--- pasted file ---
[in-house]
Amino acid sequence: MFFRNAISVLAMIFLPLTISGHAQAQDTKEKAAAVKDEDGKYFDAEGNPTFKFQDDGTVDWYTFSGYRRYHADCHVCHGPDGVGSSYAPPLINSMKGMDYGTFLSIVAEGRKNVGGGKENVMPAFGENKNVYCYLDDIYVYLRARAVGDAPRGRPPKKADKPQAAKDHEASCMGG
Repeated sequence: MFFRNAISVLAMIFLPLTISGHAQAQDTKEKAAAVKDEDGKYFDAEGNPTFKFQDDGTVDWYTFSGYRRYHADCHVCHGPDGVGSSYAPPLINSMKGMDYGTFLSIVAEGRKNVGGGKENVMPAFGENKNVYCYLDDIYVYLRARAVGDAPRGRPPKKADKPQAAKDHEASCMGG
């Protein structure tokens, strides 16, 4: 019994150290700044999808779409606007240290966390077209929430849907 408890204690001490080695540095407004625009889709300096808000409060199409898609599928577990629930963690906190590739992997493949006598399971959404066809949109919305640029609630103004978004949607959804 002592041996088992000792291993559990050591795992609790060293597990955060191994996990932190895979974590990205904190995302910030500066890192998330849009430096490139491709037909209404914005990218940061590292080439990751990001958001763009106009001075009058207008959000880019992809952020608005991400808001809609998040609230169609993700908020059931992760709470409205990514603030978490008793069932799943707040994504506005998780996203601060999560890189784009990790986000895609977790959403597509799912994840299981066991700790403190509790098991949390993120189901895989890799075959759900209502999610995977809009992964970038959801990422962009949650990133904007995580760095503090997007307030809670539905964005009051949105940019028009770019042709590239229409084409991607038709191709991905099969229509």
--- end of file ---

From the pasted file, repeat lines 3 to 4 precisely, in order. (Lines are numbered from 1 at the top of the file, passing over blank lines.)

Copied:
Repeated sequence: MFFRNAISVLAMIFLPLTISGHAQAQDTKEKAAAVKDEDGKYFDAEGNPTFKFQDDGTVDWYTFSGYRRYHADCHVCHGPDGVGSSYAPPLINSMKGMDYGTFLSIVAEGRKNVGGGKENVMPAFGENKNVYCYLDDIYVYLRARAVGDAPRGRPPKKADKPQAAKDHEASCMGG
């Protein structure tokens, strides 16, 4: 019994150290700044999808779409606007240290966390077209929430849907 408890204690001490080695540095407004625009889709300096808000409060199409898609599928577990629930963690906190590739992997493949006598399971959404066809949109919305640029609630103004978004949607959804 002592041996088992000792291993559990050591795992609790060293597990955060191994996990932190895979974590990205904190995302910030500066890192998330849009430096490139491709037909209404914005990218940061590292080439990751990001958001763009106009001075009058207008959000880019992809952020608005991400808001809609998040609230169609993700908020059931992760709470409205990514603030978490008793069932799943707040994504506005998780996203601060999560890189784009990790986000895609977790959403597509799912994840299981066991700790403190509790098991949390993120189901895989890799075959759900209502999610995977809009992964970038959801990422962009949650990133904007995580760095503090997007307030809670539905964005009051949105940019028009770019042709590239229409084409991607038709191709991905099969229509």